Under the Hood

Quite Moody During The Holidays? Here’s How To Counter It

Sugar
Both white and brown sugar came from either the sugarcane or sugar beet plant but they have different properties. Pixabay

At this point, we’re all aware that if we want to keep our physical health at its best (or healthy), it’s best to watch our sugar intake and limit it or avoid it completely if it can be helped. And now, a recent study from University of Kansas adds one more reason to avoid sugar: there is a link between eating it and depression.

Sugar and Depression

Titled “The Depressogenic Potential of Added Dietary Sugars,” the new study discovered that our depression symptoms can be worsened by eating foods that have high levels of added sugars. And since the holiday season is here, it’s more likely that we’ll be indulging in sugary and sweet foods, which can increase our depression and make us quite moody during this time of the year.

Per the researchers, the study sets out to expand what we know about the overall impact of sugar on our health, which as it appears, is quite limited in its scope. Furthermore, to assess sugar intake’s relationship with mood, the study used data from the Women's Health Initiative Observational Study, the NIH-AARP Diet and Health Study, a study of Spanish university graduates and studies of Australian and Chinese soda drinkers .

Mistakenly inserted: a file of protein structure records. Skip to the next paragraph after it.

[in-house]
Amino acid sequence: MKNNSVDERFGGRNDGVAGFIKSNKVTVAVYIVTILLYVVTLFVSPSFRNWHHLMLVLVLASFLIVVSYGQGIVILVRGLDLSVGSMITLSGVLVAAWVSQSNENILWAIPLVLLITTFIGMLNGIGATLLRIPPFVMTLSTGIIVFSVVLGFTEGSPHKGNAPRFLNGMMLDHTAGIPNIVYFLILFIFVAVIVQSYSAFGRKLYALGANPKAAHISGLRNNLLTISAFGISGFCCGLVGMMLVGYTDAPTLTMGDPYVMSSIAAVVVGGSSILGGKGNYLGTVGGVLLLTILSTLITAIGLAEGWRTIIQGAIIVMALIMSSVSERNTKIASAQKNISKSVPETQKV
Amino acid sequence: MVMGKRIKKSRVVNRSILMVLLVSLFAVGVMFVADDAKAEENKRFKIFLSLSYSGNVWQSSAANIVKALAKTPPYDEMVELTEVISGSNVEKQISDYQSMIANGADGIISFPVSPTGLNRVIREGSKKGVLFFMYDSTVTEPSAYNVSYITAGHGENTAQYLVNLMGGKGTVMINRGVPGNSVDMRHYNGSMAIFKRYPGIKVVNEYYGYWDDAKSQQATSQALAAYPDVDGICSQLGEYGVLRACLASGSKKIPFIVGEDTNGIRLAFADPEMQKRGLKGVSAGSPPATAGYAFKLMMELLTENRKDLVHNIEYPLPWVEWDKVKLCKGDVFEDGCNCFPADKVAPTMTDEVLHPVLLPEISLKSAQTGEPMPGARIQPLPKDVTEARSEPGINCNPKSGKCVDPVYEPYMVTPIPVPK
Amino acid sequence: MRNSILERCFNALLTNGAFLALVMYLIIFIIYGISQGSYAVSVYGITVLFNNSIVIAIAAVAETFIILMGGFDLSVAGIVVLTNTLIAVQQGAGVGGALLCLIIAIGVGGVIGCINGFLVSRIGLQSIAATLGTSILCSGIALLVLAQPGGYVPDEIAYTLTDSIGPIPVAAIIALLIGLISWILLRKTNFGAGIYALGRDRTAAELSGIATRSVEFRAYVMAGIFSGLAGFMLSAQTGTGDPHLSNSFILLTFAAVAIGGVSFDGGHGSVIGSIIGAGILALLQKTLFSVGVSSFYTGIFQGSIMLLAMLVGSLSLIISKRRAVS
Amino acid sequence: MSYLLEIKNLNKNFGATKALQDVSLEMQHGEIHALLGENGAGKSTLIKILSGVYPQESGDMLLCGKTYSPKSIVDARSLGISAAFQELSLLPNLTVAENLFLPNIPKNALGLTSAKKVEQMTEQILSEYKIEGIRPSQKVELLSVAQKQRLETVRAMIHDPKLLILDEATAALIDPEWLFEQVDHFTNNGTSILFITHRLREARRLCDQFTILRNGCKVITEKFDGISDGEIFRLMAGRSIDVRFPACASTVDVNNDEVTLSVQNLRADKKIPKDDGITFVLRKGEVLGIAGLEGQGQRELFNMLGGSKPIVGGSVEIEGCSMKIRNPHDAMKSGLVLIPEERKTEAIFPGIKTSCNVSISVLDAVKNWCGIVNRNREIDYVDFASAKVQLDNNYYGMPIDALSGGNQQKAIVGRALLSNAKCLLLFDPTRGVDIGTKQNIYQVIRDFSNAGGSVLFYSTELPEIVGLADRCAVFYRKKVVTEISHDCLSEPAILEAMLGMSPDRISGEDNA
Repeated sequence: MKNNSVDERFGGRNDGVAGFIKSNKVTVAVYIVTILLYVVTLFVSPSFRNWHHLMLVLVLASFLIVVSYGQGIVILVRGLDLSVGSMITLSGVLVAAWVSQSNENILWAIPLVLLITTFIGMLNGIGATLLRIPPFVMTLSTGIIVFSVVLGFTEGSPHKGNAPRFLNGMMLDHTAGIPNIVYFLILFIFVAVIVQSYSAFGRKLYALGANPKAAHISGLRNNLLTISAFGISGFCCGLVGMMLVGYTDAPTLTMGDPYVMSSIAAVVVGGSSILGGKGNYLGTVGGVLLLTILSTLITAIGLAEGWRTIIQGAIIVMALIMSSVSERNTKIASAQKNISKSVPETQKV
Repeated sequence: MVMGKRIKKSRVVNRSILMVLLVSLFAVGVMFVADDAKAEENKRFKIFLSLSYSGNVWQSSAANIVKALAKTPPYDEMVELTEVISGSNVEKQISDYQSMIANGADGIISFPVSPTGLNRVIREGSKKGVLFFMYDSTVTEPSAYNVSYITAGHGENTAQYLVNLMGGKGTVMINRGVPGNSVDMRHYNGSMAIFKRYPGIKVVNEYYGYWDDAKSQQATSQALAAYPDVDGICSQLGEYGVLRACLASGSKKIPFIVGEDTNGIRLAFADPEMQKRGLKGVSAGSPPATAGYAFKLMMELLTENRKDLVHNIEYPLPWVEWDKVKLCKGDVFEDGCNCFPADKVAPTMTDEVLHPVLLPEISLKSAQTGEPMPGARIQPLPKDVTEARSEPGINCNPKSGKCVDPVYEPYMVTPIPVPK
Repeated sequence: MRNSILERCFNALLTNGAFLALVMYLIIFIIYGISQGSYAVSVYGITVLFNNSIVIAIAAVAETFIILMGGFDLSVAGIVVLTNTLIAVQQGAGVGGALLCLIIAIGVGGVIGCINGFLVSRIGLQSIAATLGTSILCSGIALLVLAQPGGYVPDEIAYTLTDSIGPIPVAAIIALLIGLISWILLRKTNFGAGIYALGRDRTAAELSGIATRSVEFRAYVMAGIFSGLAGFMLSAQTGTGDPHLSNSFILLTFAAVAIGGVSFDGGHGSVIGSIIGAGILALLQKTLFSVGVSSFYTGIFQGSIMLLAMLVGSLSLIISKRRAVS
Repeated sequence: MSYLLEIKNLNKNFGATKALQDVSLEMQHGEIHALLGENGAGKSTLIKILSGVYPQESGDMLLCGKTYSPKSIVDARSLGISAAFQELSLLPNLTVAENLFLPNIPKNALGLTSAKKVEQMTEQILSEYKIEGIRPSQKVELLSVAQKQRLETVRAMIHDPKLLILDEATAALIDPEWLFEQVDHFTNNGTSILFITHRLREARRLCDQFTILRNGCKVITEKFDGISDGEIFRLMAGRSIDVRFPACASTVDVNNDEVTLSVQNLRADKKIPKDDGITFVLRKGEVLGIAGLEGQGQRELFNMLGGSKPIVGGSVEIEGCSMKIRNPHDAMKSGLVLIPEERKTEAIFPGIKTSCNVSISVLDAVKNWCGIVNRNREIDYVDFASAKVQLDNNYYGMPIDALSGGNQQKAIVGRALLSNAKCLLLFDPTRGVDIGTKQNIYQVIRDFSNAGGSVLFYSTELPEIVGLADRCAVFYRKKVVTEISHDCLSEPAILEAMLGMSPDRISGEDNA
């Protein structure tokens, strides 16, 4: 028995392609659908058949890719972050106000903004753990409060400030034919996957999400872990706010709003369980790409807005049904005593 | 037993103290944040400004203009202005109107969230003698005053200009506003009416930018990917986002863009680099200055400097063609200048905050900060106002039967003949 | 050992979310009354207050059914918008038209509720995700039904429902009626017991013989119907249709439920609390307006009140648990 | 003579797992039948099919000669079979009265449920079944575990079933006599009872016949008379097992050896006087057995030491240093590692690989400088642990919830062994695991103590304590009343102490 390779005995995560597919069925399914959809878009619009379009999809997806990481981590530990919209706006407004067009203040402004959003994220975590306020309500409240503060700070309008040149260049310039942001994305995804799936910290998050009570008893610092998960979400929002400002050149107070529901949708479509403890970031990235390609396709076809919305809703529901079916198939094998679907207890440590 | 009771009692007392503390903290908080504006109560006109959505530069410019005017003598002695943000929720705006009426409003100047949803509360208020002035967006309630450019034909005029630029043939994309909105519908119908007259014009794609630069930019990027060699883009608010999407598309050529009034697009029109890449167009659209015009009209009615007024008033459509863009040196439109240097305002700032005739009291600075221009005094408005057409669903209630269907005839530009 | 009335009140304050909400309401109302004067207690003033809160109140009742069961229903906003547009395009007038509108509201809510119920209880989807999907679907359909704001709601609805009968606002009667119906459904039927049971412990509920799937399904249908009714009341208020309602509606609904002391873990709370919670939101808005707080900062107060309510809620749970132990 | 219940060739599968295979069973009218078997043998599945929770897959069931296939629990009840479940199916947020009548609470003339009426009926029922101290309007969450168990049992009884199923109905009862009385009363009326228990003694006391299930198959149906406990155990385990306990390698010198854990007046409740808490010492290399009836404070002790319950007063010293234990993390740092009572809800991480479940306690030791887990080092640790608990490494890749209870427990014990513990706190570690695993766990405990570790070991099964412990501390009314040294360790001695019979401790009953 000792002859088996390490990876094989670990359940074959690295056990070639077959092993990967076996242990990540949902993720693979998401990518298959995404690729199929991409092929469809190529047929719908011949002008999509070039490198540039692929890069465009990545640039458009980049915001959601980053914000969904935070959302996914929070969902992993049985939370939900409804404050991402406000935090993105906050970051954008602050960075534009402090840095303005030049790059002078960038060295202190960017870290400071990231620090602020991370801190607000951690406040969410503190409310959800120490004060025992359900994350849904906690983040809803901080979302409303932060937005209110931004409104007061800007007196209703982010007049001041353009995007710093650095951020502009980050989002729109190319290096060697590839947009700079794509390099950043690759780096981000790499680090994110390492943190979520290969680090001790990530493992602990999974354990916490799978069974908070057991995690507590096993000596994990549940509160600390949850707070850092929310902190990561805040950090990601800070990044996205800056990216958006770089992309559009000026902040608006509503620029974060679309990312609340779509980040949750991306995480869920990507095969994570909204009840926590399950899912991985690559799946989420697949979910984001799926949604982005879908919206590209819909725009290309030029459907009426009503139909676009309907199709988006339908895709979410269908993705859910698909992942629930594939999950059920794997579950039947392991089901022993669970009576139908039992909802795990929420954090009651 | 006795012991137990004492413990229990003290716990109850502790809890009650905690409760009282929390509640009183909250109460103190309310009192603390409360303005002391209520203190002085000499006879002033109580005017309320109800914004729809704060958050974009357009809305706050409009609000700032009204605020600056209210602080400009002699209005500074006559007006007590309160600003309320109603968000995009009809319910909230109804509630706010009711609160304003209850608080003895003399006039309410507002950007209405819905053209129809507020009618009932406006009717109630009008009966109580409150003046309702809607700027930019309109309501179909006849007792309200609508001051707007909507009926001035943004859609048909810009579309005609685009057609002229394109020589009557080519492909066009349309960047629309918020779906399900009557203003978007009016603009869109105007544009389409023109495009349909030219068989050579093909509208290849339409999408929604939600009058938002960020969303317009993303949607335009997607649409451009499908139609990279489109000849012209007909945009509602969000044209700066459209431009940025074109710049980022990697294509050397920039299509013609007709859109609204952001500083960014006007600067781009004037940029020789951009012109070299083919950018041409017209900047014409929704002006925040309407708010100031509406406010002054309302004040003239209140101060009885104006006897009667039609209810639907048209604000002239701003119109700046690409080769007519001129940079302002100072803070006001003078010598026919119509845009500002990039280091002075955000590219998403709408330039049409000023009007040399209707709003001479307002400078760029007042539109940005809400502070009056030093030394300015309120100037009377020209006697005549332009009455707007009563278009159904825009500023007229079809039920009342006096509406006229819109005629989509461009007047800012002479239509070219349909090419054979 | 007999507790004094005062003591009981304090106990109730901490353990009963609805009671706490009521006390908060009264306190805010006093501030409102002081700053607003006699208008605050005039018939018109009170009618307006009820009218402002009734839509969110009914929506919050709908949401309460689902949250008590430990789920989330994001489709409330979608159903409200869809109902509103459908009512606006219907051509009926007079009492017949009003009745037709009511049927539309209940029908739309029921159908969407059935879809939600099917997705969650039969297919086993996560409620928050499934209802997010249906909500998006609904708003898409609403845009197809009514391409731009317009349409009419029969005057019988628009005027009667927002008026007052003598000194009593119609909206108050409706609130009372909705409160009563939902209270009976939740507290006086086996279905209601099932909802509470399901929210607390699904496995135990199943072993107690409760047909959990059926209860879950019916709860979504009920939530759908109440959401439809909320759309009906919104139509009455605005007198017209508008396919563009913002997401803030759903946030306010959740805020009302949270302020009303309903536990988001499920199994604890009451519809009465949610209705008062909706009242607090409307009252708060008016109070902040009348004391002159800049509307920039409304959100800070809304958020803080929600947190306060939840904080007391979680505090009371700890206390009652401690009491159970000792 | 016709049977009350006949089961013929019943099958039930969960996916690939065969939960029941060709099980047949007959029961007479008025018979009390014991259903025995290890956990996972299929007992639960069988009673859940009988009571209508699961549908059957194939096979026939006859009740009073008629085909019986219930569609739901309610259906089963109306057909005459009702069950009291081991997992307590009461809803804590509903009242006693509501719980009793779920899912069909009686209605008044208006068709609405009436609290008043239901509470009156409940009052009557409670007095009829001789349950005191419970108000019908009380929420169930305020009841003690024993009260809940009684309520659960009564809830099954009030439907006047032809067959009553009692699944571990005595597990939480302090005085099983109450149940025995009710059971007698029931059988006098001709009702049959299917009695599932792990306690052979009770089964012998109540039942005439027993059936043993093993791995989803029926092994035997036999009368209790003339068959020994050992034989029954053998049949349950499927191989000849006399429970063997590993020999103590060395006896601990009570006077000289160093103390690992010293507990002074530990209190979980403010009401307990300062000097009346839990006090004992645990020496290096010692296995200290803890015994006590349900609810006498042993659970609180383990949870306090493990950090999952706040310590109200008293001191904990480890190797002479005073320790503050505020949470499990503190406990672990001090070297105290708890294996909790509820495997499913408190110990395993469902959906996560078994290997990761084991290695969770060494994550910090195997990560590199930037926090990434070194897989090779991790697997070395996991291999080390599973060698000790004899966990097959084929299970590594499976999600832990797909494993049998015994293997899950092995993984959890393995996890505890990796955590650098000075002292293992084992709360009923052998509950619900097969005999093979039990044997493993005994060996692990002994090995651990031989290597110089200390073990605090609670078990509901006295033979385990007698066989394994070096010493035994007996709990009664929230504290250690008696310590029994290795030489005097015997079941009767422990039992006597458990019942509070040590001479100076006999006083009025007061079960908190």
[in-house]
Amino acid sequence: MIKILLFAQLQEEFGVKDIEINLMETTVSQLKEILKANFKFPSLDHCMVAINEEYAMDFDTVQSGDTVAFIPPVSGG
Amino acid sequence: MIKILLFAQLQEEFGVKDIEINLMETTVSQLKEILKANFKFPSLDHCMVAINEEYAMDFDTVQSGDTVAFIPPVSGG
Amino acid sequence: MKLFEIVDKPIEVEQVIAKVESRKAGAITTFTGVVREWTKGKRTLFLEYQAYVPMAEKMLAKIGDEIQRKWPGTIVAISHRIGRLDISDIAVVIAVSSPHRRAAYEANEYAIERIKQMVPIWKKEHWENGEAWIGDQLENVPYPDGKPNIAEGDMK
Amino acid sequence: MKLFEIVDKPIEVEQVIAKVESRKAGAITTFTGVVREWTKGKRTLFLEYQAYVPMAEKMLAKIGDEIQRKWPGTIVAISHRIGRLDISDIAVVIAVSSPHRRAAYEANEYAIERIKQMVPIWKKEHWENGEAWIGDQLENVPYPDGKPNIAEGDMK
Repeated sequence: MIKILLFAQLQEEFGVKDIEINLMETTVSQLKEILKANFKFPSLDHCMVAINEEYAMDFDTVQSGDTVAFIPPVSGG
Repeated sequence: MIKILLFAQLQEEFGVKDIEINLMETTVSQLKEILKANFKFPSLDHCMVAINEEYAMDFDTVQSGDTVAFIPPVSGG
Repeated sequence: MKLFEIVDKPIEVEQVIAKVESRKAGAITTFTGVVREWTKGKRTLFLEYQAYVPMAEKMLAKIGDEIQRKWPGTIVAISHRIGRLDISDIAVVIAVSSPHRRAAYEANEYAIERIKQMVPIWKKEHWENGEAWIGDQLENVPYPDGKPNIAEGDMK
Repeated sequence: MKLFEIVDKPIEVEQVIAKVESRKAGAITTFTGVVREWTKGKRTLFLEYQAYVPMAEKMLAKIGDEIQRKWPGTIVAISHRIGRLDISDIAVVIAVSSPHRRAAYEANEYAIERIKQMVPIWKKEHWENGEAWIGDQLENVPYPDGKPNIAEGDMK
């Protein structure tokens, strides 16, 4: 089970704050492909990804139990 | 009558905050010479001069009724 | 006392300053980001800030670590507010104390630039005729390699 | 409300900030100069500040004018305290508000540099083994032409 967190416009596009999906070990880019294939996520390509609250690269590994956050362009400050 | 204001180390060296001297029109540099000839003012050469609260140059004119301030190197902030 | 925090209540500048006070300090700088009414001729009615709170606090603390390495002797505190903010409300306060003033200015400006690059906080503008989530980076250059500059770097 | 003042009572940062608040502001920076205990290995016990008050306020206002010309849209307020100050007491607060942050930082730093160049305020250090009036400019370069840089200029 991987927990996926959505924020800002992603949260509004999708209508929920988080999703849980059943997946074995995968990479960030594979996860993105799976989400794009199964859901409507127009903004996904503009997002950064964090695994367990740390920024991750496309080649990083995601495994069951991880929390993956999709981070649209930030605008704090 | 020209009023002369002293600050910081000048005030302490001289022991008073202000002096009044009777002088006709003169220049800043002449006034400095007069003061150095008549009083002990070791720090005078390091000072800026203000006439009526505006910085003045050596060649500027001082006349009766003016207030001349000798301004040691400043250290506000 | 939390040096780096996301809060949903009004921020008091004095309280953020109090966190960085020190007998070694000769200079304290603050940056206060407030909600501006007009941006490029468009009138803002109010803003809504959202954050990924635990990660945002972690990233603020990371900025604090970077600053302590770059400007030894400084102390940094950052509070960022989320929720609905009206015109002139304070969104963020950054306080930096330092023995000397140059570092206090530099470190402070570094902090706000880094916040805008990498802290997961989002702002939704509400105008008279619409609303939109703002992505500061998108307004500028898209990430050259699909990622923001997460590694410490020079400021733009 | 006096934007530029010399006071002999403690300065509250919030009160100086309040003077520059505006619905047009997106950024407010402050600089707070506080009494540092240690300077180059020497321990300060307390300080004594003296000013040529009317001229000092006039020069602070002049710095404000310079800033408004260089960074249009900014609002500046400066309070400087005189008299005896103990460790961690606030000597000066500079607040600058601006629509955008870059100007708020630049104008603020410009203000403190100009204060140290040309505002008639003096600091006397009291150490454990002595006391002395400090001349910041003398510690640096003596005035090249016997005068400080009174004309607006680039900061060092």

The researchers also pointed out that the holiday season coincides with the time of year when around 10 million Americans suffer from seasonal affective disorder (SAD).

"One common characteristic of winter-onset depression is craving sugar," Stephen Ilardi, a professor of clinical psychology at the university, said.

According to them, this is because falling moods can push us to reach for more sweets, which can help lift up our mood, repeating the cycle and temptation over and over.

"They have an immediate mood-elevating effect, but in high doses they can also have a paradoxical, pernicious longer-term consequence of making mood worse," Ilardi explained. "There's no one-size-fits-all approach to predicting exactly how any person's body will react to any given food at any given dose."

The researchers recommend it’s important to be aware of our cravings and to prefer eating healthier food for this holiday.

Sugar Both white and brown sugar came from either the sugarcane or sugar beet plant but they have different properties. Pixabay

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